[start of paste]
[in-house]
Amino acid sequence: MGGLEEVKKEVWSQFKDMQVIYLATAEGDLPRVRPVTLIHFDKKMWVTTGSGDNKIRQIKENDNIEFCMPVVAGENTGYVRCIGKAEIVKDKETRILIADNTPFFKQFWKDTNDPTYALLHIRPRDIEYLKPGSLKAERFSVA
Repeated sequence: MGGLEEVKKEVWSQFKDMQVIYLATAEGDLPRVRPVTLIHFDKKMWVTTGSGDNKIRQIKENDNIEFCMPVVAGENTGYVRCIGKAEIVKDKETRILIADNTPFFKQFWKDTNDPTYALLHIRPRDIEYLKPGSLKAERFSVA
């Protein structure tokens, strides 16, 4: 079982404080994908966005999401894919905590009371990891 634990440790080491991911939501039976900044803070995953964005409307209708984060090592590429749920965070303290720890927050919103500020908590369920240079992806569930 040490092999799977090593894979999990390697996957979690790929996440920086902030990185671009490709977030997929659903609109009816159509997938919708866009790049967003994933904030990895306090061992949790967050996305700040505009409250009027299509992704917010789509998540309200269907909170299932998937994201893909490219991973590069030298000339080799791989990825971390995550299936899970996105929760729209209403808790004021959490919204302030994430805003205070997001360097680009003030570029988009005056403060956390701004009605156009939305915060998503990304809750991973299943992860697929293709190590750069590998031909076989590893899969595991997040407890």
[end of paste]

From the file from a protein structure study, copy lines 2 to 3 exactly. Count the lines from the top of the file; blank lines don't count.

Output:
Amino acid sequence: MGGLEEVKKEVWSQFKDMQVIYLATAEGDLPRVRPVTLIHFDKKMWVTTGSGDNKIRQIKENDNIEFCMPVVAGENTGYVRCIGKAEIVKDKETRILIADNTPFFKQFWKDTNDPTYALLHIRPRDIEYLKPGSLKAERFSVA
Repeated sequence: MGGLEEVKKEVWSQFKDMQVIYLATAEGDLPRVRPVTLIHFDKKMWVTTGSGDNKIRQIKENDNIEFCMPVVAGENTGYVRCIGKAEIVKDKETRILIADNTPFFKQFWKDTNDPTYALLHIRPRDIEYLKPGSLKAERFSVA